Some people find themselves in real financial trouble because they don't have any sort of rainy day fund. Even relatively small problems can devastate an unprotected budget if they occur in quick secession. Many people seem to think that these problems will never come. Those that enjoy financial prosperity sometimes convince themselves that the sunny days of income outweighing expense will last forever. But as surely as the seasons change from summer to fall, the rain will eventually come. Could any of these money-sucking problems happen to you? Are you financially ready?
1. Kid's expenses
Your child needs braces. Or, is accepted for study abroad. Or, joins a sports team and has to pay for her own gear.
2. Car repairs
The transmission in your car fails. Or the engine does. Or the brakes, tires, air conditioner, or starter motor. These will all cost you dearly.
3. Home repair
Your refrigerator dies. Or, the dishwasher, washing machine, dryer or other household appliance.
4. Medical bills
You twist your ankle and need to visit the emergency room and take three days off from work. Or, your appendix bursts. Or, heaven forbid, your heart.
5. Expensive replacements
. Your child loses his rented trumpet, meaning that he not only needs to pay for the one he lost, but also needs to rent a new one.
6. Pink slips
You lose your job.
7. Natural disasters
Your home is damaged in a storm and you have a $500 insurance deductible. Or your home is flooded but you have no flood insurance at all.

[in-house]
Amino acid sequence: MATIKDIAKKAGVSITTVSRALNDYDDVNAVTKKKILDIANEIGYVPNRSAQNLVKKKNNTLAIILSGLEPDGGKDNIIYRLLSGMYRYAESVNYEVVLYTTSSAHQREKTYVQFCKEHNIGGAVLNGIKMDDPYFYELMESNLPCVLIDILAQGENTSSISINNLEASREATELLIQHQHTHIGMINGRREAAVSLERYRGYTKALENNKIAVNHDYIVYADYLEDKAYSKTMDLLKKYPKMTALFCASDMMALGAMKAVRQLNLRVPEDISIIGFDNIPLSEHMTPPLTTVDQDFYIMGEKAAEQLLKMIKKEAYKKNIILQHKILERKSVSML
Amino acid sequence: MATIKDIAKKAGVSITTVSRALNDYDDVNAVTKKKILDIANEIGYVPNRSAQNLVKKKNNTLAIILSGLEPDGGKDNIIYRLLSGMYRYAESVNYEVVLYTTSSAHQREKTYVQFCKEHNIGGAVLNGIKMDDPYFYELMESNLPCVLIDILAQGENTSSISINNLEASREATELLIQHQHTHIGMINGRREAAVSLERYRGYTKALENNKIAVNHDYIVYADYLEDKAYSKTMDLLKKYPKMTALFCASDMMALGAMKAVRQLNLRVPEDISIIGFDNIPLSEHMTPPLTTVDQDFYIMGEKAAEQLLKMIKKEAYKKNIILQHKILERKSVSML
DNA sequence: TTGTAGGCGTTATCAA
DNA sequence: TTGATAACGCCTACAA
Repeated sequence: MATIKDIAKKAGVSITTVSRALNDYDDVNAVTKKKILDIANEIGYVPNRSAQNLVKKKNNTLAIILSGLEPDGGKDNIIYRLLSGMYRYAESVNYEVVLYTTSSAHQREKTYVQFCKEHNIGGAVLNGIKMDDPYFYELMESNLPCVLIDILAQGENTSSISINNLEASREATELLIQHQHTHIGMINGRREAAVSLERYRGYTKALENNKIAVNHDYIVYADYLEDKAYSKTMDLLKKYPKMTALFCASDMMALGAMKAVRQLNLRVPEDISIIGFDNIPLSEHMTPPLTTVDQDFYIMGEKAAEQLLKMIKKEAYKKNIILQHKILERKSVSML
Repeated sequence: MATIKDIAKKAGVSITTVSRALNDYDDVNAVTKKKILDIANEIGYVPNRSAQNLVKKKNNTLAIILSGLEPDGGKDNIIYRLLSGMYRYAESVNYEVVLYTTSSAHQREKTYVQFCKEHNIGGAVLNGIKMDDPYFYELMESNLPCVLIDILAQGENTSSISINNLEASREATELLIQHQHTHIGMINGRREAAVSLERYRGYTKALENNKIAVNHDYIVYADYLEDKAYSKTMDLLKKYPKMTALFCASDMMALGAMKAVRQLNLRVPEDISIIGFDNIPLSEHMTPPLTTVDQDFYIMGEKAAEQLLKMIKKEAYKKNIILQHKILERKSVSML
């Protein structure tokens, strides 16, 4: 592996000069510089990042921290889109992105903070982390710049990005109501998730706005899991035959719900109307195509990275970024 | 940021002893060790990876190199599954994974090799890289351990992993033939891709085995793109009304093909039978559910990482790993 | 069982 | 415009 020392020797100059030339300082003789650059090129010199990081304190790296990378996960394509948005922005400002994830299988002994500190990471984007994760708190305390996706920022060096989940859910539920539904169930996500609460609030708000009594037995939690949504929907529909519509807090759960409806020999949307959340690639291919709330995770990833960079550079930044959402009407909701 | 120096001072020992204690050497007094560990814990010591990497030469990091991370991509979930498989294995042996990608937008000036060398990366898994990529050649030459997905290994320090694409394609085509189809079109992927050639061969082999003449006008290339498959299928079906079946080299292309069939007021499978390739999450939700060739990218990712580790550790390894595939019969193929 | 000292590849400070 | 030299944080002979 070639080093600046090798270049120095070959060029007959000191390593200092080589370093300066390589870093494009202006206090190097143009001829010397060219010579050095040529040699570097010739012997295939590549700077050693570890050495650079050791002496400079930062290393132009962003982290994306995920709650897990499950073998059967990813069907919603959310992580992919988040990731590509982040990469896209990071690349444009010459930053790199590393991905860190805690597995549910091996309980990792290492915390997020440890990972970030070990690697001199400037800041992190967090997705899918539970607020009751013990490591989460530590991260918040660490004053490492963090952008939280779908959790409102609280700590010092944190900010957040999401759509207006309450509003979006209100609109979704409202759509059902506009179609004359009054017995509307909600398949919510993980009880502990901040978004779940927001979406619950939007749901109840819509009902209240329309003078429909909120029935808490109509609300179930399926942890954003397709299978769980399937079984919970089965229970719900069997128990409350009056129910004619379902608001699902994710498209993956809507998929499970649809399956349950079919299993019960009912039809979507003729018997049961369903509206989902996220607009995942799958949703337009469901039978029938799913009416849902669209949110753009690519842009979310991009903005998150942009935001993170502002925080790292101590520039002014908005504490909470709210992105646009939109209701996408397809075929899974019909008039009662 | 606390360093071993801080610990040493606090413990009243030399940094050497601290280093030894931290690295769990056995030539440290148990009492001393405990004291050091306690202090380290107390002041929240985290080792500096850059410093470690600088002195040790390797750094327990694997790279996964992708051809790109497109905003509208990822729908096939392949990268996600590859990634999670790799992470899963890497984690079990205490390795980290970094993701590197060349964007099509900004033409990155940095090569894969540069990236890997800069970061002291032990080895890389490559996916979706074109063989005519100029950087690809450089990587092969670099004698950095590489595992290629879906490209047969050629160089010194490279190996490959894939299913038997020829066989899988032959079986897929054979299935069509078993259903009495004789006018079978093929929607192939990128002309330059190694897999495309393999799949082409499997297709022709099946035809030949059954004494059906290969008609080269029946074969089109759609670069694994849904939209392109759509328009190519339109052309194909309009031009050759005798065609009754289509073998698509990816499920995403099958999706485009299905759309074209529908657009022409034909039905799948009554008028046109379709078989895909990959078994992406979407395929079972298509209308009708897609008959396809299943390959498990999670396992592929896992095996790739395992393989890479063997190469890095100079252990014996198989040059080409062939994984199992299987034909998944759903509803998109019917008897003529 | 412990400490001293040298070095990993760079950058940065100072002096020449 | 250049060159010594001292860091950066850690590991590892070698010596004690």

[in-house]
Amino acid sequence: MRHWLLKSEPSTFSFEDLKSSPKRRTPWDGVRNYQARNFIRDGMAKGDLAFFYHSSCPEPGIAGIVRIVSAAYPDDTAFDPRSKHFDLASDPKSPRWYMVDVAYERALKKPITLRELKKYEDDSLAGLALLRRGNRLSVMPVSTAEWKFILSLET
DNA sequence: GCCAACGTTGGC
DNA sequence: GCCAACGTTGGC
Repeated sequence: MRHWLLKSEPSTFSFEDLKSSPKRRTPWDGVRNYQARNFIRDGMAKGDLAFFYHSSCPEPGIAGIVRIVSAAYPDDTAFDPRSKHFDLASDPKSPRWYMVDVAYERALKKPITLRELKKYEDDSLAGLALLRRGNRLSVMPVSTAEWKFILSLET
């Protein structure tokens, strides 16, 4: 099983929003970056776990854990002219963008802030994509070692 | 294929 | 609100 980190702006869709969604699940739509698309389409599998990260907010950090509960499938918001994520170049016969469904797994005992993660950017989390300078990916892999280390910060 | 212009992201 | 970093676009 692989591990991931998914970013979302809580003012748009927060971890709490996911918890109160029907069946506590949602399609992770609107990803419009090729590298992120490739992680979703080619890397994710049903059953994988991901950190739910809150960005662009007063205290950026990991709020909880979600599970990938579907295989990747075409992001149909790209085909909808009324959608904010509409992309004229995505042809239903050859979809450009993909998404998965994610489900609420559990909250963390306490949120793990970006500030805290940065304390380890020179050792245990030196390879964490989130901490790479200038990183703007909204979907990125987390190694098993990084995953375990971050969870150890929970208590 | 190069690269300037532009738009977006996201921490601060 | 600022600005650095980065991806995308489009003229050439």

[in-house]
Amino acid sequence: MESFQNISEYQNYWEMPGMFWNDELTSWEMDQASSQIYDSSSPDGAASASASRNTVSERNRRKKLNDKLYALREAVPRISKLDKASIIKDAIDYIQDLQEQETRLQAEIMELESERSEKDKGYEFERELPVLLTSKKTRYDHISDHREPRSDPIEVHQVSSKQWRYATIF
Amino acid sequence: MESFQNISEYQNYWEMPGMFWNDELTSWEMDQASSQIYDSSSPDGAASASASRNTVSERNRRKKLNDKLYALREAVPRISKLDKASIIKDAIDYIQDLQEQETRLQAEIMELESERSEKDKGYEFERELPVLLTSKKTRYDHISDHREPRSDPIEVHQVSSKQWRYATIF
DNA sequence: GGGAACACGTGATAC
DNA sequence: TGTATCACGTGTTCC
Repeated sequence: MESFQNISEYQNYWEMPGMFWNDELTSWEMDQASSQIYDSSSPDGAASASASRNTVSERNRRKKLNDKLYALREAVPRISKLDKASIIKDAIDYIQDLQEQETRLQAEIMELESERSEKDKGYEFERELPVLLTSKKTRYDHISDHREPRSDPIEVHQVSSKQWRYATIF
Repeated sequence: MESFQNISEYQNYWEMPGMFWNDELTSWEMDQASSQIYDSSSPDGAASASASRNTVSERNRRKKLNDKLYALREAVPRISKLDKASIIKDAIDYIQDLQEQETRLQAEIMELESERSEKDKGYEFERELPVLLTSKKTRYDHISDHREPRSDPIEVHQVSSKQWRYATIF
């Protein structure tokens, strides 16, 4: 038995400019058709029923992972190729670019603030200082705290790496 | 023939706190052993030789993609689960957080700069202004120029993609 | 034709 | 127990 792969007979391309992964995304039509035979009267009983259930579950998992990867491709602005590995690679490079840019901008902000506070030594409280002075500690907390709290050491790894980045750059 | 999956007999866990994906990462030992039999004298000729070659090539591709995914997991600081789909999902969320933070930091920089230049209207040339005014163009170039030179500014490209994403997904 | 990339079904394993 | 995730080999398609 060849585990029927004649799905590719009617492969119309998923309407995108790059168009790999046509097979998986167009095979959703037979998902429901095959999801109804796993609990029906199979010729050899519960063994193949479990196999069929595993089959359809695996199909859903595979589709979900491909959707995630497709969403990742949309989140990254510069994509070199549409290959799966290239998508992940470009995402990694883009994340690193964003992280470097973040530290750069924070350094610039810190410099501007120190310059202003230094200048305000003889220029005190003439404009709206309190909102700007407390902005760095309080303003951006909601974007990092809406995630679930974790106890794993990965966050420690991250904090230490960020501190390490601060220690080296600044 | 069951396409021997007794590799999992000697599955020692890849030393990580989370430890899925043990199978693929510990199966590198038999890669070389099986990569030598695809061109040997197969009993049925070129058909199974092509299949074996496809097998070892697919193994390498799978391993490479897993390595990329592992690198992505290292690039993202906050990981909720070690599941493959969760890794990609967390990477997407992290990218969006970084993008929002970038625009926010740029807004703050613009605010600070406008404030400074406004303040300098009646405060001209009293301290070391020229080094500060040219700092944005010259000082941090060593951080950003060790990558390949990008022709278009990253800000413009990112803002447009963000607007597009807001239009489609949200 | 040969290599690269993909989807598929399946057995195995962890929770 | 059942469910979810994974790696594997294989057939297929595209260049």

8. Accidental damage
Your spouse is involved in an accident with an uninsured driver and your insurance won't pay for the rental car you'll need for two weeks while your car is being repaired.
You're mugged at an ATM pulling out $400 for the week. Or walking out of the bank after cashing your $1200 paycheck.
10. Electronic troubles
Your laptop, smartphone, tablet computer, or other device falls into a puddle (through no fault of your own).
Life isn't fair. In fact, sometimes it is downright unfair. Some of the problems listed above could require thousands, or even tens of thousands of dollars to fix, and there are certainly more possible dangers in everyday life than the ones I've mentioned. The key to financial disaster preparedness is to have some money set aside for when you really need it. When you use that money - and be sure to do so only in an emergency - try to focus on replenishing it as soon as possible. Remember, there's nothing preventing another emergency from occurring directly on the heels of the first.
You know the old saying: it wasn't raining when Noah built the ark. If you are young, you may not yet have encountered any of life's little problems, but make no mistake, they will come. While it would be great if we could all have a million dollars of emergency money in the bank, the truth is that we can get a lot of practical protection from having just a few thousand dollars in a savings account where we can get it at any time the rain starts to fall.